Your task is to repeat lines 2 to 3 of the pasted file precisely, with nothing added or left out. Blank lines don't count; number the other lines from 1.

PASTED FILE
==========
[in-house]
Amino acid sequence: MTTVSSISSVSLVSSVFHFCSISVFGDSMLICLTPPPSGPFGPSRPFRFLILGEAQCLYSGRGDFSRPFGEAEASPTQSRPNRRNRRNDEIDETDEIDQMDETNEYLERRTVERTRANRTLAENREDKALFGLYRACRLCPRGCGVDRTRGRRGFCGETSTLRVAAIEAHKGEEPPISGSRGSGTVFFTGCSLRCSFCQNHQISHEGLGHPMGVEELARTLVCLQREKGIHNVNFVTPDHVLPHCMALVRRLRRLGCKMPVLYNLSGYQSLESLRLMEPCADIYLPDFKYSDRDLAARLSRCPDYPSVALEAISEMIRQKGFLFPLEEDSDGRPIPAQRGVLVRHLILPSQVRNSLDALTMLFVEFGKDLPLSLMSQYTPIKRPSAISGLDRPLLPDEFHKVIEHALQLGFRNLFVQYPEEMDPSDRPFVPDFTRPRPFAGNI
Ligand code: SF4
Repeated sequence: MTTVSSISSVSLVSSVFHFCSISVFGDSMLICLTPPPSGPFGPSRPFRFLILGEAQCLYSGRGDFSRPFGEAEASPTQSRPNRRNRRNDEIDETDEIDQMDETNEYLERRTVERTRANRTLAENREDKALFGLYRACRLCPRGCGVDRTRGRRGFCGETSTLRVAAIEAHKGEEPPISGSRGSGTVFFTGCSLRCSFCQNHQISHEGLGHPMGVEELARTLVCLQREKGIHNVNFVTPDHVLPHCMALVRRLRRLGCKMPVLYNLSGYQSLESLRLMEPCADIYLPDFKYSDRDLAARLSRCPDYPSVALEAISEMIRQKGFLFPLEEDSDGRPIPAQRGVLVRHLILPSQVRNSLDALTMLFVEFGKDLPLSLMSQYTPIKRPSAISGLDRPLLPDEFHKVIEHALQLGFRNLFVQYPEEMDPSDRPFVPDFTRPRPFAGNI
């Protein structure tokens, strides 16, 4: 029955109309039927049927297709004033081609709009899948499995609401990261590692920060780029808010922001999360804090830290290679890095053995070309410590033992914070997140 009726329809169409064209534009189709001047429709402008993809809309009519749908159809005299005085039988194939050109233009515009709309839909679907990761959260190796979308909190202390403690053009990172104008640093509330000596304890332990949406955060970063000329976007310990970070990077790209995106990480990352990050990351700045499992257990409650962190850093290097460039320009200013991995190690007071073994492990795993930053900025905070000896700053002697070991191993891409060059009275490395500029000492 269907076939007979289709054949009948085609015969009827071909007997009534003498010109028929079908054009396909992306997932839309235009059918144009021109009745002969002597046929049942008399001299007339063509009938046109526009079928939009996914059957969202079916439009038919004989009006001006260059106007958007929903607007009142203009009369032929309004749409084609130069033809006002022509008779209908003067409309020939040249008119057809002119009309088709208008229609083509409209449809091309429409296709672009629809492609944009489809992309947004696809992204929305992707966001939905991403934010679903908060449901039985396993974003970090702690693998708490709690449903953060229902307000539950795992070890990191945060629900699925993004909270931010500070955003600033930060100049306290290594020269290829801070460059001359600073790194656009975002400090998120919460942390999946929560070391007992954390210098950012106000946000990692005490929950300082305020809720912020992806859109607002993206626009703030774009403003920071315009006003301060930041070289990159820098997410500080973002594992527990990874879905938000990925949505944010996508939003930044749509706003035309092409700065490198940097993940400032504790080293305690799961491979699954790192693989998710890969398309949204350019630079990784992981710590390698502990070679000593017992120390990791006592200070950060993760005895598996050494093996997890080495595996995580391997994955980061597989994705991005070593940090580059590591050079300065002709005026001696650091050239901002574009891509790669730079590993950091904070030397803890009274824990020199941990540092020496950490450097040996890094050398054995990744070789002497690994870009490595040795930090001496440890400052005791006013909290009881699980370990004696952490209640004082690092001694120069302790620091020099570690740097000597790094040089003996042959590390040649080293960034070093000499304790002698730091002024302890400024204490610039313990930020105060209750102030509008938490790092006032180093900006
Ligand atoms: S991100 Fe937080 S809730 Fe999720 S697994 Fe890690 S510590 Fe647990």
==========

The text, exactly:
Amino acid sequence: MTTVSSISSVSLVSSVFHFCSISVFGDSMLICLTPPPSGPFGPSRPFRFLILGEAQCLYSGRGDFSRPFGEAEASPTQSRPNRRNRRNDEIDETDEIDQMDETNEYLERRTVERTRANRTLAENREDKALFGLYRACRLCPRGCGVDRTRGRRGFCGETSTLRVAAIEAHKGEEPPISGSRGSGTVFFTGCSLRCSFCQNHQISHEGLGHPMGVEELARTLVCLQREKGIHNVNFVTPDHVLPHCMALVRRLRRLGCKMPVLYNLSGYQSLESLRLMEPCADIYLPDFKYSDRDLAARLSRCPDYPSVALEAISEMIRQKGFLFPLEEDSDGRPIPAQRGVLVRHLILPSQVRNSLDALTMLFVEFGKDLPLSLMSQYTPIKRPSAISGLDRPLLPDEFHKVIEHALQLGFRNLFVQYPEEMDPSDRPFVPDFTRPRPFAGNI
Ligand code: SF4